Should Your Employees Tweet at Work?

Should Your Employees Tweet at Work?

It wasn’t long ago when organizations were blocking access to social media sites at the office. Few things were more taboo than employees tweeting or browsing their Facebook newsfeed while on the clock. Companies were even monitoring what employees posted on personal Facebook pages in their free time.

However, a lot has changed in the way that businesses approach employees’ social media use. More companies are beginning to embrace social media in the workplace. A recent study produced by the Business Center for Marketing Research at Dartmouth found nearly three-quarters of all Fortune 500 companies are now active on Twitter. According to the Economist Intelligence Unit (EIU), 80 per cent of executives now believe their brands get more sales using social media.

But what about SMBs?

Do you encourage your employees to embrace social media? If not, you might want to start. The EIU report suggests companies that fully embrace social engagement are experiencing four times greater business impact than less engaged companies.

Empowering Employees to Become Brand Activists

SMB owners tend to be passionate about what they do – and they find a way to share this passion with their workforce. Assuming you are part of a company people enjoy working for, some of the most powerful advocates for your brand are your employees. By encouraging employees to share experiences on social networks and/or blog about what they do, you’re broadening your influential audience of colleagues, peers and potential clients both inside and outside the industry.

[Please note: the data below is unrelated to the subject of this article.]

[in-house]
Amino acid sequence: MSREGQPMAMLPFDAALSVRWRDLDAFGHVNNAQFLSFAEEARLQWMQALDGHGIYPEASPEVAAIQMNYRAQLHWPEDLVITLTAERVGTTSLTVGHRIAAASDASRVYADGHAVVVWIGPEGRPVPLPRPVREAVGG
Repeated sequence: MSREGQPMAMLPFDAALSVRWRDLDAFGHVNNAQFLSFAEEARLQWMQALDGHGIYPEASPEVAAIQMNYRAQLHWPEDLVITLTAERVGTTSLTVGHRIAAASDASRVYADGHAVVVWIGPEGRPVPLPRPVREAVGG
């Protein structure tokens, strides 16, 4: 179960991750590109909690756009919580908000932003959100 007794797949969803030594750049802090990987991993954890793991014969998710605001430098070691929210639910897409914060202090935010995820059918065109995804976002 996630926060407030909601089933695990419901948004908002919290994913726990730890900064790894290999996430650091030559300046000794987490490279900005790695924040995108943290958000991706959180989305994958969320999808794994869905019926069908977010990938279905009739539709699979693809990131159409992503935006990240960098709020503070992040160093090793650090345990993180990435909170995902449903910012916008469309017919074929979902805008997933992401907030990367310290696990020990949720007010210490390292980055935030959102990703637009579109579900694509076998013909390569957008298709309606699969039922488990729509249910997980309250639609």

Not only does this allow you to leverage your employee reach to cultivate the company brand, but it inspires employees to build their individual brand at the same time. And this source of brand evangelism offers a cost-effective approach that a company would not otherwise be able to seize.

Boosting Employee Happiness and Productivity

People are working longer hours. A 2011 survey of U.S. and Canadian employers found nearly two-thirds were asking their employees to work longer hours after the recession – and the trend was expected to continue over the next three years. People are also taking less vacation time. One in three companies said their employees have been using less of their holiday. This demonstrates it is more important than ever for companies to find new ways to keep employees happy at work.

Not to mention, because technology is so intertwined in our everyday lives, many people are finding it increasingly difficult to separate work from their personal lives. And it’s becoming more common for staff to be expected to keep up with email or attend events during off-hours. So why not reciprocate? Allowing employees to connect on social media during the workday – even if only during lunch – may actually boost productivity and quality of work.

Your organization’s social media policy might have a greater impact than you think.

Happy employees make for a successful company. Your organization’s social media policy might have a greater impact than you think.

 

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